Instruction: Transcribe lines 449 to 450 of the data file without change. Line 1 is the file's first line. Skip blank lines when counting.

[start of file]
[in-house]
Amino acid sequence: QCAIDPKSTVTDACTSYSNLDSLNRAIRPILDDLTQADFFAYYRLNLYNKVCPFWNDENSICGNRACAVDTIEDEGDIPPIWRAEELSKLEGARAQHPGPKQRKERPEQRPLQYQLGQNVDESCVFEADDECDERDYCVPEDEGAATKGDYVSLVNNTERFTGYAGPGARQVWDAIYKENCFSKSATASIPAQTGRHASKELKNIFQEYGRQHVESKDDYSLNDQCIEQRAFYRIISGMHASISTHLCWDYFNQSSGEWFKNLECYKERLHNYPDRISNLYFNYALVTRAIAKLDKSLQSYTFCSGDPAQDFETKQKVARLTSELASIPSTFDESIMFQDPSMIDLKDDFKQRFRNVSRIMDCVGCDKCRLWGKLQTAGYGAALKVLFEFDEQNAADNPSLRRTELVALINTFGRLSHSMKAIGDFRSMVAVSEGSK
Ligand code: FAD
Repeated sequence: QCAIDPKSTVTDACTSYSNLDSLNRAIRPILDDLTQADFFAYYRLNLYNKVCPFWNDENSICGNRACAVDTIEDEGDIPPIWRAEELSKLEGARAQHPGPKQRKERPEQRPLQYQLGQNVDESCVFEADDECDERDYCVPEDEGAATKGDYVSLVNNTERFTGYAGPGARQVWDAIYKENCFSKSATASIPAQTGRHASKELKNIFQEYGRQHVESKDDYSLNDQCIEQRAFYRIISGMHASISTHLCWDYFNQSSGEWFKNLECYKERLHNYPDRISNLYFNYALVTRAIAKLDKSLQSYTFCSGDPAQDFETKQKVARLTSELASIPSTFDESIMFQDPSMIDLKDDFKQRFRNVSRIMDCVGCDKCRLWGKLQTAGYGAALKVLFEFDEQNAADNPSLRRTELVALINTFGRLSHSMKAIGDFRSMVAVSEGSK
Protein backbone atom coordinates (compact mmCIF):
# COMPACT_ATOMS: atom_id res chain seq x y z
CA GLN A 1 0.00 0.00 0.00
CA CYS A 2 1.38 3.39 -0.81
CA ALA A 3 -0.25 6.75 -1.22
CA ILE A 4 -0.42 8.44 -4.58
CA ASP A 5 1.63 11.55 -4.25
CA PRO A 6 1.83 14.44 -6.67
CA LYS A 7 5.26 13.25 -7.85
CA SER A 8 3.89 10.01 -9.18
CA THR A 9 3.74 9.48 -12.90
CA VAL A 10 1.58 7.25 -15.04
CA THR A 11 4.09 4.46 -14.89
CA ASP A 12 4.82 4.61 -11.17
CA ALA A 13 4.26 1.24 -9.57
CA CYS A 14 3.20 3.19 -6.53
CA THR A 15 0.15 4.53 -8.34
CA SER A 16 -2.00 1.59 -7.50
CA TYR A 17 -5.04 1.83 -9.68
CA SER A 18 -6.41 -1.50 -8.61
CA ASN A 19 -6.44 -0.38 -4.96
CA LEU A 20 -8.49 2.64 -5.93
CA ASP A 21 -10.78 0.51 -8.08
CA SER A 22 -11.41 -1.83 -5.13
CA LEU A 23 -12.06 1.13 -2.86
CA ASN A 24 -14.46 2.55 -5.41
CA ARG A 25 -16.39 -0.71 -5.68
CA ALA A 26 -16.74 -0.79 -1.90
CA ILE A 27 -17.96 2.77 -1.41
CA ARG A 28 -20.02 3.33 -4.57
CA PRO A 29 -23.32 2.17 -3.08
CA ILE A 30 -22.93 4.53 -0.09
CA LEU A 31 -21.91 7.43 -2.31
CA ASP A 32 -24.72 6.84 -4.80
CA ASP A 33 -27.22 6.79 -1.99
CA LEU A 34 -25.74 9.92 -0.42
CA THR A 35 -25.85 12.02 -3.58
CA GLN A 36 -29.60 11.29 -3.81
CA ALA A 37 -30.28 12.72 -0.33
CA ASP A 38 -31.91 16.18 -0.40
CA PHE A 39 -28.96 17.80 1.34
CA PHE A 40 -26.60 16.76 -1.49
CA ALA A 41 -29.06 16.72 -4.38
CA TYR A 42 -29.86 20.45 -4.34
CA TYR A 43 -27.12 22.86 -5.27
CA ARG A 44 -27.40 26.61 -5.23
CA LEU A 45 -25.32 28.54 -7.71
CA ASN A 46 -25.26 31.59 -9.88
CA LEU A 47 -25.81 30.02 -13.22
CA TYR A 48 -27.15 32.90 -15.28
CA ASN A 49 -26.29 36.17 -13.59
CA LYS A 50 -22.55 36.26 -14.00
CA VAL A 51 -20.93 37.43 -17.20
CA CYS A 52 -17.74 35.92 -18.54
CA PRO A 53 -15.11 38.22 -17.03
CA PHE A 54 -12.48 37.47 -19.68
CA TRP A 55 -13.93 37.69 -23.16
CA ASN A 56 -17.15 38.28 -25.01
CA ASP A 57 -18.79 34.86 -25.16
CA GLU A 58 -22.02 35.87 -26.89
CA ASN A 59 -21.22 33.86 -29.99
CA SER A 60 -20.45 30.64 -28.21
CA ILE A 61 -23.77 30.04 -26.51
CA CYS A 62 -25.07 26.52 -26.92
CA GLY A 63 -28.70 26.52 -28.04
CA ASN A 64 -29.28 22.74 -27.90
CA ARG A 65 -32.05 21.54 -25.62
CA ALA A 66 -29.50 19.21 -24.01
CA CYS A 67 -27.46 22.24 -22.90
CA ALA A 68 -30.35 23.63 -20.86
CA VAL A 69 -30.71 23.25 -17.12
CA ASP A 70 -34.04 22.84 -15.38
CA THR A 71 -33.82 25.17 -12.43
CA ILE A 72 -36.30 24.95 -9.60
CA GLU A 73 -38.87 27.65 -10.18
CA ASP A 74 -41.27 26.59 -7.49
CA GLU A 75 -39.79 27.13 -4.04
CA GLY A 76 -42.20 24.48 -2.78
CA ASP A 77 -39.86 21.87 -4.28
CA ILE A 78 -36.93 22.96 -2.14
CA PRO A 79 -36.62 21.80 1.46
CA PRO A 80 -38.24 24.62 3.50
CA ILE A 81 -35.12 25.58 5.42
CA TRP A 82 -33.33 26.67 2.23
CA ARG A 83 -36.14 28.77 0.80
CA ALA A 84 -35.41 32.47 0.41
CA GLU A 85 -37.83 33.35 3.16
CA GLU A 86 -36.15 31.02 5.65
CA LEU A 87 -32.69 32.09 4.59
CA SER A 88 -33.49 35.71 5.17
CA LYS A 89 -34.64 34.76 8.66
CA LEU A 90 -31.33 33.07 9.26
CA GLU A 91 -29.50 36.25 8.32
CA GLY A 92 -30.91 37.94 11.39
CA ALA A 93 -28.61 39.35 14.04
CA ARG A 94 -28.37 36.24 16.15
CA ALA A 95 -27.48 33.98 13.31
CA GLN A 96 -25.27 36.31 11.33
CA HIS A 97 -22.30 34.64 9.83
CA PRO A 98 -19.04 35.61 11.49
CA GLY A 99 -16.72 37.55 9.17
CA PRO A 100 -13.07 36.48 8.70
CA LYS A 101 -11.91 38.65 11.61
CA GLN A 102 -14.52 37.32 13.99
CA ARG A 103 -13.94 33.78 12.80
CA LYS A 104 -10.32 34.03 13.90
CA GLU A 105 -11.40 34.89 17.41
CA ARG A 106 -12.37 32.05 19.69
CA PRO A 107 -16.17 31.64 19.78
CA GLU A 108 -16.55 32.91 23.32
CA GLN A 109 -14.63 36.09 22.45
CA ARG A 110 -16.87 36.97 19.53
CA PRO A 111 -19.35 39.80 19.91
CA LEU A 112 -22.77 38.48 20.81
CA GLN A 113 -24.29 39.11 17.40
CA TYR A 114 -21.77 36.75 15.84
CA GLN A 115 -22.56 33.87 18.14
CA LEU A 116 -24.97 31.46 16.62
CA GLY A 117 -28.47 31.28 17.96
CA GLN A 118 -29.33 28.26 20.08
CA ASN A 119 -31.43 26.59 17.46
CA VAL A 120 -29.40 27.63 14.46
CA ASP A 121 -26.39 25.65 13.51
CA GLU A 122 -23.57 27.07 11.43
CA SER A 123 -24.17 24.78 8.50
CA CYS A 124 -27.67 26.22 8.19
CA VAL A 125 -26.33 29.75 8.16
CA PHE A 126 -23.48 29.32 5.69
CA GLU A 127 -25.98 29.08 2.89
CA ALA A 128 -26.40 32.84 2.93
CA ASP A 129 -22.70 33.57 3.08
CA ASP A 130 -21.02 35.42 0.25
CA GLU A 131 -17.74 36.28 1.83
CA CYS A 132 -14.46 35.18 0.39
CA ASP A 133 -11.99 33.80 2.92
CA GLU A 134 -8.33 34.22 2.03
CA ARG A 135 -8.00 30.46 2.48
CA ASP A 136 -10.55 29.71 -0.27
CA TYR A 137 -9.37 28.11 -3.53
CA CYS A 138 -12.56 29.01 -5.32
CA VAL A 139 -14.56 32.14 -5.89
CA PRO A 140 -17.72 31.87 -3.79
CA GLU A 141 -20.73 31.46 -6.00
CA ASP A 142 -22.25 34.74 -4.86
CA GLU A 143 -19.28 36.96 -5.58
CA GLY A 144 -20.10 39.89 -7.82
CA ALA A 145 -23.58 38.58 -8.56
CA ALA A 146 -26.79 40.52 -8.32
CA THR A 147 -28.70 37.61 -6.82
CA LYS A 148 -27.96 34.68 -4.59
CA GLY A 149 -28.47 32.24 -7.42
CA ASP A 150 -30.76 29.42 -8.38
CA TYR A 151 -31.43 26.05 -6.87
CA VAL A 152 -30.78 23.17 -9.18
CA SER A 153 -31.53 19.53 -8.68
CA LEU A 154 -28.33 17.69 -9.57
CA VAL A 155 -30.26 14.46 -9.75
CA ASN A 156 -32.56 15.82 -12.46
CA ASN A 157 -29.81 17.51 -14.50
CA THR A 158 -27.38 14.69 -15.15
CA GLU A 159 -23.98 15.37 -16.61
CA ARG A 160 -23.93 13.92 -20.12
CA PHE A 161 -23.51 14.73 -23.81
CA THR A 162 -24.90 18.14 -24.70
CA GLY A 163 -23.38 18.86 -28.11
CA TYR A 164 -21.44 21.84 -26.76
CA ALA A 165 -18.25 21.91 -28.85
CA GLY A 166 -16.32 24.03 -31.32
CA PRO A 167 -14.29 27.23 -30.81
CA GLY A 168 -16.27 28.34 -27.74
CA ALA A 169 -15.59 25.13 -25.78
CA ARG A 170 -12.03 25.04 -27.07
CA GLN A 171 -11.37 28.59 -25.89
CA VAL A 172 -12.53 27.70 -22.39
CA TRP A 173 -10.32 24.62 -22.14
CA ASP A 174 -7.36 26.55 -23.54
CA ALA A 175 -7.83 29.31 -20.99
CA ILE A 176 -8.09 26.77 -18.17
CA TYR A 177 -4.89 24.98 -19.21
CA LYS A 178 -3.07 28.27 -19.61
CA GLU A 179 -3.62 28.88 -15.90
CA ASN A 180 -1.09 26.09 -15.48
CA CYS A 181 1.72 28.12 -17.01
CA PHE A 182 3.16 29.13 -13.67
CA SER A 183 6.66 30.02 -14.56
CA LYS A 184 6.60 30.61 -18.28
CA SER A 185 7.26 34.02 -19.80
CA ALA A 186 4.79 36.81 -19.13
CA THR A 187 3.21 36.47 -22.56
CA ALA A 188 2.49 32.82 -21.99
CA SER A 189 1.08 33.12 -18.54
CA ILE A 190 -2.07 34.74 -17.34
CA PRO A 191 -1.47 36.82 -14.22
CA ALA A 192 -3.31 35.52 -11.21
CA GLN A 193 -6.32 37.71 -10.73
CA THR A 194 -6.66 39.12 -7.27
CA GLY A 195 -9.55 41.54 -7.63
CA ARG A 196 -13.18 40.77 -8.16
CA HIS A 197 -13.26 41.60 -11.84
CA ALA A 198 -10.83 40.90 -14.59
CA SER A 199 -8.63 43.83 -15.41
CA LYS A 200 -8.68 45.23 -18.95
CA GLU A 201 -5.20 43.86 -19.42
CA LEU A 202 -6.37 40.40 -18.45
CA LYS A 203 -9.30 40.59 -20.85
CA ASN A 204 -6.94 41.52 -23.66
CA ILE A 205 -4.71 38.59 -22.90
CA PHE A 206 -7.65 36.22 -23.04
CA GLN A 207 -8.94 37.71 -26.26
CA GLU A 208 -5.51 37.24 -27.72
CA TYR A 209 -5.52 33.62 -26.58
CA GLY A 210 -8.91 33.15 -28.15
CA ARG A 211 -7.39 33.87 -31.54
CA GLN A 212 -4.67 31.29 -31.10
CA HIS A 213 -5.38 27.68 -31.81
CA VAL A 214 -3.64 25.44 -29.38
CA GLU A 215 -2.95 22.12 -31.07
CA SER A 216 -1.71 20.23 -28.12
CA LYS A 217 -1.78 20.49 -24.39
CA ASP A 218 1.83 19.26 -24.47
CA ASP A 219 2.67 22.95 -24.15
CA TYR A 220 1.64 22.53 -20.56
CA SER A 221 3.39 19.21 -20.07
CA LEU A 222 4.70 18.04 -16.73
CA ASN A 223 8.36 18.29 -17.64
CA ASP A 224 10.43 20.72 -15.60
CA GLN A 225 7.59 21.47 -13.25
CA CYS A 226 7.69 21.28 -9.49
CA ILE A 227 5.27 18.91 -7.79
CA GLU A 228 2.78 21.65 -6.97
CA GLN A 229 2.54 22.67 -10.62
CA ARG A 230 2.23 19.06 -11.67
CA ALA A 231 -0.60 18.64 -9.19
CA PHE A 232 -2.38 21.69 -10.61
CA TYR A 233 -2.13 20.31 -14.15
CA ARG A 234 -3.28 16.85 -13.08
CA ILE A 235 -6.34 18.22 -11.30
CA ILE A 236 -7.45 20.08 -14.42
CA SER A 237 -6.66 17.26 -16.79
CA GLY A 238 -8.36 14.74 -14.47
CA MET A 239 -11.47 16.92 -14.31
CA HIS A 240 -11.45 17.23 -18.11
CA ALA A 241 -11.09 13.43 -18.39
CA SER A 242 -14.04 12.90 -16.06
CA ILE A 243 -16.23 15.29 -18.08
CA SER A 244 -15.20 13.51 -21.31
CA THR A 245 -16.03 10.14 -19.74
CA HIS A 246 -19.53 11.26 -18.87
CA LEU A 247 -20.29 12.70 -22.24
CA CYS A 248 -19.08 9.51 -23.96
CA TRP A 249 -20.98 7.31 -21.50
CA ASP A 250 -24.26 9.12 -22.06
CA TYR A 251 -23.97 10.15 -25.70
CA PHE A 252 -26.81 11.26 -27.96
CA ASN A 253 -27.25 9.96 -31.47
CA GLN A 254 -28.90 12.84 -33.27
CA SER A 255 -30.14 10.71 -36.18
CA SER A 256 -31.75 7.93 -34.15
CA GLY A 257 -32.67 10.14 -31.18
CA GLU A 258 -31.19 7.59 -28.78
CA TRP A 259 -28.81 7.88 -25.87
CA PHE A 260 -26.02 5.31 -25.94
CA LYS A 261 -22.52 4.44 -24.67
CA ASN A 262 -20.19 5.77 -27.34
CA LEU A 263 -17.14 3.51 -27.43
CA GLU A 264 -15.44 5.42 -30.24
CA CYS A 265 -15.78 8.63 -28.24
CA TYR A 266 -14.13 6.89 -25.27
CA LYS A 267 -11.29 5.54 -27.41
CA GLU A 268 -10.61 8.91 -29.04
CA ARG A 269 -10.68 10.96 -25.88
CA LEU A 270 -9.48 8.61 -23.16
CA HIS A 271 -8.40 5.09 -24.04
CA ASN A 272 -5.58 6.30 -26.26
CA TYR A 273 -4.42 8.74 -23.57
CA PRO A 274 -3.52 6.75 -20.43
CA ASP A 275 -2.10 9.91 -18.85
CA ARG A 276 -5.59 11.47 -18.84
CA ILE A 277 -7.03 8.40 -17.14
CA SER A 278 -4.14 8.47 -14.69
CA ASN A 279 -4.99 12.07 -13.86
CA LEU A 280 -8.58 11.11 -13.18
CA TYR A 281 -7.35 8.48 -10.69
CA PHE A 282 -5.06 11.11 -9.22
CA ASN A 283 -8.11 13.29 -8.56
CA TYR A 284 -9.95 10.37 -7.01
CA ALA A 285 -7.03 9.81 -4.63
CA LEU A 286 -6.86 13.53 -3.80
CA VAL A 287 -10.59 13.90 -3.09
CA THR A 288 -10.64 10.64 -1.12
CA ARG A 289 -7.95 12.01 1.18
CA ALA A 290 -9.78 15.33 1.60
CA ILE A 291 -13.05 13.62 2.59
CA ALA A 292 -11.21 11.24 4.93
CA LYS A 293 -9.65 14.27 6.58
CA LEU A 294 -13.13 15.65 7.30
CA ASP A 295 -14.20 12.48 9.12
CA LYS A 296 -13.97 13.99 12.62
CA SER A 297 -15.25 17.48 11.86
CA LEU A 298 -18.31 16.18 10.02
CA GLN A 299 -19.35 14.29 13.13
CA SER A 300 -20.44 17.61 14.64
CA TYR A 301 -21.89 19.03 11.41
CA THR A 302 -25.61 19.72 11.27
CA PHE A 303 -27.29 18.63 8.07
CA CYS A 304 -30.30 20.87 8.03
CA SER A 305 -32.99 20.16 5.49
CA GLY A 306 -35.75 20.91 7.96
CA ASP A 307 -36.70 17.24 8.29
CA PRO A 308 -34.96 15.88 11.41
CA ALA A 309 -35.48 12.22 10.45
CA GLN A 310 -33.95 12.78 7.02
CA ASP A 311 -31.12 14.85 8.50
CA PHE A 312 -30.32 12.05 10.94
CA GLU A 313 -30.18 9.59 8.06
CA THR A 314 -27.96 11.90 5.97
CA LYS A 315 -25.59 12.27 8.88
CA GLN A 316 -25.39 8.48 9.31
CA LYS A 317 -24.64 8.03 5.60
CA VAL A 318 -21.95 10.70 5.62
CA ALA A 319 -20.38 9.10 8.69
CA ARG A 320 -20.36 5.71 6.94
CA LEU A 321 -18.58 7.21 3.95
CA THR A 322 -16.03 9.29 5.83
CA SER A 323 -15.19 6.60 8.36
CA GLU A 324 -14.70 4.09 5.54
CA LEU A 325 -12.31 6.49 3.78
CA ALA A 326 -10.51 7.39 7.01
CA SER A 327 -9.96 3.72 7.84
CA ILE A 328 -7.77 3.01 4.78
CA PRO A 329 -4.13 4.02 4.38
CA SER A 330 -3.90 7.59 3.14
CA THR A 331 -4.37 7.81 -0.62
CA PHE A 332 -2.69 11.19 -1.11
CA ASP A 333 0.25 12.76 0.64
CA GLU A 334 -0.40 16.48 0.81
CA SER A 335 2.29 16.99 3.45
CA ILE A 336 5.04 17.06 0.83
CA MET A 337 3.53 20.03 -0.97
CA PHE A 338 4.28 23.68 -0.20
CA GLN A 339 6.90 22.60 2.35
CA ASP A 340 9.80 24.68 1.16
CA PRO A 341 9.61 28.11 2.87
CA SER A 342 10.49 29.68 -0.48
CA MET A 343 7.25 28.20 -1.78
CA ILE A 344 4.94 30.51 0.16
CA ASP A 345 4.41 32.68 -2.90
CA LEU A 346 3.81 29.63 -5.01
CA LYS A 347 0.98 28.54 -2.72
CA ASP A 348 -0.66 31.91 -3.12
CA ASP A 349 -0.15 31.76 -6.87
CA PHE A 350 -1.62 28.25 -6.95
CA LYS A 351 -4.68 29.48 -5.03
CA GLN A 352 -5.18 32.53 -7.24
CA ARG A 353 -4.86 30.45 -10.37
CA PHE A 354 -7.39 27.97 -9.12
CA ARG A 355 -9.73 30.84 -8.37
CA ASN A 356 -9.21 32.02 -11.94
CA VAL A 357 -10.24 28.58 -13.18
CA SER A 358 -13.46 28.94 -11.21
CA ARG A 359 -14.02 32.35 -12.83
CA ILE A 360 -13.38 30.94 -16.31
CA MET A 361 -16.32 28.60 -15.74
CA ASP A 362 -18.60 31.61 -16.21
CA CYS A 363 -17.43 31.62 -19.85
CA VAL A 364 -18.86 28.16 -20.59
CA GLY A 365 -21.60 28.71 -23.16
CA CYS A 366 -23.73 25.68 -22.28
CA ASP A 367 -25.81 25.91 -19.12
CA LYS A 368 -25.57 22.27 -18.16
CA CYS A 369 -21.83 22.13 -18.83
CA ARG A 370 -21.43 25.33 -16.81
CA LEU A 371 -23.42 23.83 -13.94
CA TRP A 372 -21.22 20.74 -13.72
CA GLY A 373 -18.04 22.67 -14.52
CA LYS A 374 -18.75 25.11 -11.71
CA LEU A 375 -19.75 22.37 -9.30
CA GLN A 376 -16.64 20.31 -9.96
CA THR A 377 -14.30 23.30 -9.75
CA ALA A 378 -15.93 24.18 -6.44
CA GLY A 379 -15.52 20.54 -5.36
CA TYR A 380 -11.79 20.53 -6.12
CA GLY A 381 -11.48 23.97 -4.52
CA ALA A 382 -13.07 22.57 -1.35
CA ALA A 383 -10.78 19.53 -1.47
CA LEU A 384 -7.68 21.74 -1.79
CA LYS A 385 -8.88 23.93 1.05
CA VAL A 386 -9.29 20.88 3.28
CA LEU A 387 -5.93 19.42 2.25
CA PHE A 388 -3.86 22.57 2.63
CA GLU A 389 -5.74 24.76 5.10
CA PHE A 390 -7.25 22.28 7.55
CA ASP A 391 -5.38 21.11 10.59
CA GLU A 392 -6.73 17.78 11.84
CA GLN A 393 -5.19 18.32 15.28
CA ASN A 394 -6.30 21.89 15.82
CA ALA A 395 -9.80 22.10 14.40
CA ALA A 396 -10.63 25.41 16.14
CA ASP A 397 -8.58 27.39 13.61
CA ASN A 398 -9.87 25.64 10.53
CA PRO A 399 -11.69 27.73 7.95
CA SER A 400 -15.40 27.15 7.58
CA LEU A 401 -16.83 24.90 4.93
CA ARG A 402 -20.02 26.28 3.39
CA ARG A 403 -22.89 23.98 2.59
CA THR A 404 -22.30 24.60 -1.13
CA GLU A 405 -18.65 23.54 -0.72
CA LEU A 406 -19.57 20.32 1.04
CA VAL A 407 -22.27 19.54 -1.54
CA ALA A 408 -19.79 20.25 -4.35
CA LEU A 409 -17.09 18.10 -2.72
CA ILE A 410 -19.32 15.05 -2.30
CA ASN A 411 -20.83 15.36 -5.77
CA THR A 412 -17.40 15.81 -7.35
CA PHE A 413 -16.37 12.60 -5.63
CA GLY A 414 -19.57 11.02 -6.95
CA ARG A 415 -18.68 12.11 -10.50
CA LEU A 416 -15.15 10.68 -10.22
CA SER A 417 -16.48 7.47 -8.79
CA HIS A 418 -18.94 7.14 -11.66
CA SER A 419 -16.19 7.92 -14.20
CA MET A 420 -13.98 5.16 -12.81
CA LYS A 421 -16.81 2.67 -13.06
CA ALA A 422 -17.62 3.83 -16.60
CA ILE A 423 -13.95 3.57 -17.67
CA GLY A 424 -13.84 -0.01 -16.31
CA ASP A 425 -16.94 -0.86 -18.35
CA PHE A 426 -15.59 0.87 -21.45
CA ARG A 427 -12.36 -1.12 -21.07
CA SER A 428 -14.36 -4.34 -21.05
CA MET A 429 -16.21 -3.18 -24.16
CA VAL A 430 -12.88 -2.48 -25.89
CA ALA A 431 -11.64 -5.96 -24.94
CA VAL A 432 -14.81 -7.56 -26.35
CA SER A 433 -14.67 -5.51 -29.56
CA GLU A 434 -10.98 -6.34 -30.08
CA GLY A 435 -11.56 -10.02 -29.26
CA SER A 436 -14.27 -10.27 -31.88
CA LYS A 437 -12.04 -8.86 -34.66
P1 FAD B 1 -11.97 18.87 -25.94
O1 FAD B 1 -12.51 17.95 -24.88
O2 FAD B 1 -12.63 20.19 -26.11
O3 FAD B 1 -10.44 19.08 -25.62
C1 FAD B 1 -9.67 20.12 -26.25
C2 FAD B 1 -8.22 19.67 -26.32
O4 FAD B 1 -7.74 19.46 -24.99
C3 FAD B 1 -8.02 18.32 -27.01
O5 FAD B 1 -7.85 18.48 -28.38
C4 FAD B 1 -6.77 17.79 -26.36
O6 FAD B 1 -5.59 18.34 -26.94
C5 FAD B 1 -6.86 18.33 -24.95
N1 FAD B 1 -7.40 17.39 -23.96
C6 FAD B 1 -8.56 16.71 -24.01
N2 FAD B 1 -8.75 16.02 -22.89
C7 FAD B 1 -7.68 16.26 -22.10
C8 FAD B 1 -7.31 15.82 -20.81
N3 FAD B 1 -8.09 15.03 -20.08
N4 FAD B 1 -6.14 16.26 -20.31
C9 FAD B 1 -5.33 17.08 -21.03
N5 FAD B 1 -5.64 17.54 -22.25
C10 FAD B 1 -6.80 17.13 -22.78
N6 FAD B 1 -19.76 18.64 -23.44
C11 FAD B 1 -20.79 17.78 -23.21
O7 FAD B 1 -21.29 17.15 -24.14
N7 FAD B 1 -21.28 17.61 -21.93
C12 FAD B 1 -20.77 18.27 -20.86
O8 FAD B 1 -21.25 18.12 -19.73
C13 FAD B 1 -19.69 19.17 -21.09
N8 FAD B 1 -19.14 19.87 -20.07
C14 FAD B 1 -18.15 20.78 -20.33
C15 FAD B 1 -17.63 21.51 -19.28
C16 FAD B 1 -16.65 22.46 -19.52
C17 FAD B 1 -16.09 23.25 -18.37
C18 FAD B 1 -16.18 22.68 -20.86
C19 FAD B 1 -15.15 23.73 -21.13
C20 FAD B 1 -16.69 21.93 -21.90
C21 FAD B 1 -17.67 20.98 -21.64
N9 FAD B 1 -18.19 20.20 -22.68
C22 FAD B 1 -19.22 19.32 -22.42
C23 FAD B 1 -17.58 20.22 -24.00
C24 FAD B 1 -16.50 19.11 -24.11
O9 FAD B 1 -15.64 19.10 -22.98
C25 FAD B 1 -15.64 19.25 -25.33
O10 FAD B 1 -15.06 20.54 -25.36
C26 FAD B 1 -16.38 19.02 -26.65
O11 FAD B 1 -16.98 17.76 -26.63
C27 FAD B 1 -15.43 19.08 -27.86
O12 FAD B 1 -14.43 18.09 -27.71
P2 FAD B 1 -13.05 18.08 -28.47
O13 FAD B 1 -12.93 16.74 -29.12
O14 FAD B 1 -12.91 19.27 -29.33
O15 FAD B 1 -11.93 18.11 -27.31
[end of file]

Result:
C2 FAD B 1 -8.22 19.67 -26.32
O4 FAD B 1 -7.74 19.46 -24.99